To Micro or Mono – Pros and Cons of Both Service Architectures
Learn the advantages of both popular software architectures and their associated tools and frameworks.
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Over the last few years, discussions about building the right kind of solution for Internet-based applications often come up with a comparison between Monolithic applications and Microservices. Building the perfect solution and tooling around virtualization and clouds have accelerated the adoption of the cloud-based technologies. Some examples :
With the launch of Amazon Web Services (AWS) in 2006, we can get compute resources on demand from the web or the command-line interface.
With the launch of Heroku in 2007, we can deploy a locally-built application in the cloud with just a couple of commands.
With the launch of Vagrant in 2010, we can easily create reproducible development environments.
With tools like the ones above in hand, software engineers and architects started to move away from large monolith applications, in which an entire application is managed via one code-base. Having one code-base makes the application difficult to manage and scale.
Over the years, with different experiments, we evolved towards a new approach, in which a single application is deployed and managed via a small set of services. Each service runs its own process and communicates with other services via lightweight mechanisms like REST APIs. Each of these services is independently deployed and managed.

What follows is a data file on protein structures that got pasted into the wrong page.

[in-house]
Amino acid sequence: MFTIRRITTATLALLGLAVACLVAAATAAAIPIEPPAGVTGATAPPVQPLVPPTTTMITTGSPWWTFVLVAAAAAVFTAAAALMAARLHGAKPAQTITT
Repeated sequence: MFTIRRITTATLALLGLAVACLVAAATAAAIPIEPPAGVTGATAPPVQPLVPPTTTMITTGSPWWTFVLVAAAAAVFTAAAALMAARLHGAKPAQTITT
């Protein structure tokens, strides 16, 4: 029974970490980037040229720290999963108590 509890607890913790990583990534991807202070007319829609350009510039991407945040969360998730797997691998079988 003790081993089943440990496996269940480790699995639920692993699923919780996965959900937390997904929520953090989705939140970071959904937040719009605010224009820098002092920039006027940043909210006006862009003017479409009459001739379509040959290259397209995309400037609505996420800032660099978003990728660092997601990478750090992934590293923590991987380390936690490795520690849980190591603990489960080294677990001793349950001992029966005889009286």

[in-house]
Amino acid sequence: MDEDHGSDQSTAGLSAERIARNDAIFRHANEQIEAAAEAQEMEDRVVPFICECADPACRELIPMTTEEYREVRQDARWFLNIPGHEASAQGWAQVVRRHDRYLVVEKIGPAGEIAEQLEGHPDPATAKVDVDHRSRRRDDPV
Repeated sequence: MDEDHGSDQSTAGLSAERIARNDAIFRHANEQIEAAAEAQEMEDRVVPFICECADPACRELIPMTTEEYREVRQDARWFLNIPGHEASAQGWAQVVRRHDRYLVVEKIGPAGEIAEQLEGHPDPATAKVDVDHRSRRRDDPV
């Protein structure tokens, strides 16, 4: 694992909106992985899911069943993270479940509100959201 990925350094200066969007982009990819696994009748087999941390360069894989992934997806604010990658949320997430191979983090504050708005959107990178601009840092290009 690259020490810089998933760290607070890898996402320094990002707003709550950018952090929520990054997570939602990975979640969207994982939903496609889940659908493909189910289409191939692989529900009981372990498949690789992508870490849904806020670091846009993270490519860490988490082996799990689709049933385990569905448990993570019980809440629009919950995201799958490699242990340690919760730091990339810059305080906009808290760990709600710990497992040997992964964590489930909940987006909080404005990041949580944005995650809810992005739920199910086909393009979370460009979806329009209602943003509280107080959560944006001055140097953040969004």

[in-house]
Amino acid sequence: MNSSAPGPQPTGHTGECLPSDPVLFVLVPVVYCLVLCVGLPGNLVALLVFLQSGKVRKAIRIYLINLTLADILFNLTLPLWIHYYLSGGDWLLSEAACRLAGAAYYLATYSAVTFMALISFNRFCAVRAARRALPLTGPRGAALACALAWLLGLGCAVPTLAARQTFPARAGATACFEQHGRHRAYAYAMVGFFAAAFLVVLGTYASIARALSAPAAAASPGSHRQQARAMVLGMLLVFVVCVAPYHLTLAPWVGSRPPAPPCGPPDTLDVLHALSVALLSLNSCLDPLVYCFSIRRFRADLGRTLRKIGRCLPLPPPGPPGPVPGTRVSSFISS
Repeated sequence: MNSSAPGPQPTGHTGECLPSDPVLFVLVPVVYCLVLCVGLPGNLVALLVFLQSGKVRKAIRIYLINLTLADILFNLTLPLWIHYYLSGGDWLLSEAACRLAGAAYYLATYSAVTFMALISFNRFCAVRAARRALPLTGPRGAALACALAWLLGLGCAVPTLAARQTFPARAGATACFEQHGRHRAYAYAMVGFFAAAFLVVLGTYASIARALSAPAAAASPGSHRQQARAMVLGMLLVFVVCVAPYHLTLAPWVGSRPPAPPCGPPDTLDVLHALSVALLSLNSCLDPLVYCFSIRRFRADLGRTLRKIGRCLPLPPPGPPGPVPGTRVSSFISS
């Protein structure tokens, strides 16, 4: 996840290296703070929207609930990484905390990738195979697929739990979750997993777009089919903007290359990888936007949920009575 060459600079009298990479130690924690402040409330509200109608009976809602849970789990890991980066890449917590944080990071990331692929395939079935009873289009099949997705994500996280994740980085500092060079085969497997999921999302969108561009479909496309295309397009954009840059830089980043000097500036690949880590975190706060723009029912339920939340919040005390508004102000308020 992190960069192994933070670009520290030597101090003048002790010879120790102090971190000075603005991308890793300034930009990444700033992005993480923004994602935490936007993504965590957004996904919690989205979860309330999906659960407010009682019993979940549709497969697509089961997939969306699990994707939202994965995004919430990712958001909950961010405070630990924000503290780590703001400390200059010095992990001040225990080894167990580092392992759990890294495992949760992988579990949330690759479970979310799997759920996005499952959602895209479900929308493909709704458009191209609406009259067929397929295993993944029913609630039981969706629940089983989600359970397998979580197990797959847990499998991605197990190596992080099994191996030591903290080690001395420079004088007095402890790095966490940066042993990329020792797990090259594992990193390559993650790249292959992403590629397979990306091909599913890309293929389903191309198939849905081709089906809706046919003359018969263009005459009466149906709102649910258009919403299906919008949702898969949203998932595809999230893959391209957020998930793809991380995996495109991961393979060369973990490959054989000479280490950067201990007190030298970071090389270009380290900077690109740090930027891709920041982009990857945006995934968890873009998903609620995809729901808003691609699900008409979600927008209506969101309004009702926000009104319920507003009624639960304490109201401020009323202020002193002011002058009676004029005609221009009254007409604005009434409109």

Let's go into the details:
Era of Monolith
Monolith is a technical term used to identify a particular type of application. A monolithic application has all of its components residing together as one unit. A web application is a software program running on a web server. An application consists of three main components, user interface(UI), database, and server.
The monolithic application contains all three of these components and is written and released as a single unit. Internally, the codebase might be modular, but the components are all deployed together and are only designed to work within that same application.
Let’s go back to the dawn of “internet” time, which was somewhere around 1995. At this time, you may have found yourself hoarding AOL CDs in order to connect to the internet, check your email, and for making crafts. As the years moved on and the internet evolved, the AOL CDs you were hoarding only became good for making crafts. The AOL CD contained an application, and that application was a monolith. It was a self-containing piece of software that was able to run independently on its own. In order to upgrade the version of AOL, you had to obtain a completely new CD and replace the program. This is how a monolith handles its software release cycle (the process of which an application is upgraded or modified) - the entire program must be replaced, and this is also how the first web applications were designed.